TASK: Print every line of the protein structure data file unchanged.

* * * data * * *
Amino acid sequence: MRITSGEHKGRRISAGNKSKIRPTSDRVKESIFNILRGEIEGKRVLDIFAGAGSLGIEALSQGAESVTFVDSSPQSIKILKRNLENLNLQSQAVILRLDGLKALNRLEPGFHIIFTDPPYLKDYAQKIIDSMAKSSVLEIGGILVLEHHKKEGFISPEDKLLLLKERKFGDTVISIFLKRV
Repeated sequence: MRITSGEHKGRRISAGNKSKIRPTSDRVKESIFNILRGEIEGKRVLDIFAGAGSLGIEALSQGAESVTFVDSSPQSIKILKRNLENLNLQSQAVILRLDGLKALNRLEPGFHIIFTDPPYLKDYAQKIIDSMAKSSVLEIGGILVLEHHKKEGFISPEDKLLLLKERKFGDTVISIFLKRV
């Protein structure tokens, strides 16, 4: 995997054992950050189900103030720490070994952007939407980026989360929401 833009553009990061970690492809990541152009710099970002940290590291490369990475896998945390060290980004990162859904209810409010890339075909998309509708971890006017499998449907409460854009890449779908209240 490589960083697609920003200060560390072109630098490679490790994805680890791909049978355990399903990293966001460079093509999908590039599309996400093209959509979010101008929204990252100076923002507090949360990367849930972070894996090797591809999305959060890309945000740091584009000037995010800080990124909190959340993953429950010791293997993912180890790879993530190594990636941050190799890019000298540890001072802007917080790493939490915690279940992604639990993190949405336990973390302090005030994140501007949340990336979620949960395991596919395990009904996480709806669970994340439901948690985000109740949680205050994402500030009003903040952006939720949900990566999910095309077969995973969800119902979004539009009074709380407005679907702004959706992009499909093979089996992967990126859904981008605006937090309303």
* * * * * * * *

Amino acid sequence: MRITSGEHKGRRISAGNKSKIRPTSDRVKESIFNILRGEIEGKRVLDIFAGAGSLGIEALSQGAESVTFVDSSPQSIKILKRNLENLNLQSQAVILRLDGLKALNRLEPGFHIIFTDPPYLKDYAQKIIDSMAKSSVLEIGGILVLEHHKKEGFISPEDKLLLLKERKFGDTVISIFLKRV
Repeated sequence: MRITSGEHKGRRISAGNKSKIRPTSDRVKESIFNILRGEIEGKRVLDIFAGAGSLGIEALSQGAESVTFVDSSPQSIKILKRNLENLNLQSQAVILRLDGLKALNRLEPGFHIIFTDPPYLKDYAQKIIDSMAKSSVLEIGGILVLEHHKKEGFISPEDKLLLLKERKFGDTVISIFLKRV
């Protein structure tokens, strides 16, 4: 995997054992950050189900103030720490070994952007939407980026989360929401 833009553009990061970690492809990541152009710099970002940290590291490369990475896998945390060290980004990162859904209810409010890339075909998309509708971890006017499998449907409460854009890449779908209240 490589960083697609920003200060560390072109630098490679490790994805680890791909049978355990399903990293966001460079093509999908590039599309996400093209959509979010101008929204990252100076923002507090949360990367849930972070894996090797591809999305959060890309945000740091584009000037995010800080990124909190959340993953429950010791293997993912180890790879993530190594990636941050190799890019000298540890001072802007917080790493939490915690279940992604639990993190949405336990973390302090005030994140501007949340990336979620949960395991596919395990009904996480709806669970994340439901948690985000109740949680205050994402500030009003903040952006939720949900990566999910095309077969995973969800119902979004539009009074709380407005679907702004959706992009499909093979089996992967990126859904981008605006937090309303």